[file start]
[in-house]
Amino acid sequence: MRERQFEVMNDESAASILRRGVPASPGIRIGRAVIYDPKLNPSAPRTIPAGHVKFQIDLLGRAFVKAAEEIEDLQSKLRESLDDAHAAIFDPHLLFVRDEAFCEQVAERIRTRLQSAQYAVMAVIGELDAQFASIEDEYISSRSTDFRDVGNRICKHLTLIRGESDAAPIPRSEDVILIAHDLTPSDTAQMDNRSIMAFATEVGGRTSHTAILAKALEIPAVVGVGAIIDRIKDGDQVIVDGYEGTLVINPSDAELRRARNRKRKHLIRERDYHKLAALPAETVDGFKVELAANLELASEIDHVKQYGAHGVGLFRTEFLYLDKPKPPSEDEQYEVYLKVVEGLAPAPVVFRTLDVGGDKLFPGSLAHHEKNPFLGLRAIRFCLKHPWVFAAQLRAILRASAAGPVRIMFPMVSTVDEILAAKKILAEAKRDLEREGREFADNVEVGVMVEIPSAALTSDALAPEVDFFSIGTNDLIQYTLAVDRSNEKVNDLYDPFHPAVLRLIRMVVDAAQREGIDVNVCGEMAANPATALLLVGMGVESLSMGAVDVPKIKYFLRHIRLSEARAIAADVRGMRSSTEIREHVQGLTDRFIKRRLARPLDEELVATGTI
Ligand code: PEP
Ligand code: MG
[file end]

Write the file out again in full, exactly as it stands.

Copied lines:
[in-house]
Amino acid sequence: MRERQFEVMNDESAASILRRGVPASPGIRIGRAVIYDPKLNPSAPRTIPAGHVKFQIDLLGRAFVKAAEEIEDLQSKLRESLDDAHAAIFDPHLLFVRDEAFCEQVAERIRTRLQSAQYAVMAVIGELDAQFASIEDEYISSRSTDFRDVGNRICKHLTLIRGESDAAPIPRSEDVILIAHDLTPSDTAQMDNRSIMAFATEVGGRTSHTAILAKALEIPAVVGVGAIIDRIKDGDQVIVDGYEGTLVINPSDAELRRARNRKRKHLIRERDYHKLAALPAETVDGFKVELAANLELASEIDHVKQYGAHGVGLFRTEFLYLDKPKPPSEDEQYEVYLKVVEGLAPAPVVFRTLDVGGDKLFPGSLAHHEKNPFLGLRAIRFCLKHPWVFAAQLRAILRASAAGPVRIMFPMVSTVDEILAAKKILAEAKRDLEREGREFADNVEVGVMVEIPSAALTSDALAPEVDFFSIGTNDLIQYTLAVDRSNEKVNDLYDPFHPAVLRLIRMVVDAAQREGIDVNVCGEMAANPATALLLVGMGVESLSMGAVDVPKIKYFLRHIRLSEARAIAADVRGMRSSTEIREHVQGLTDRFIKRRLARPLDEELVATGTI
Ligand code: PEP
Ligand code: MG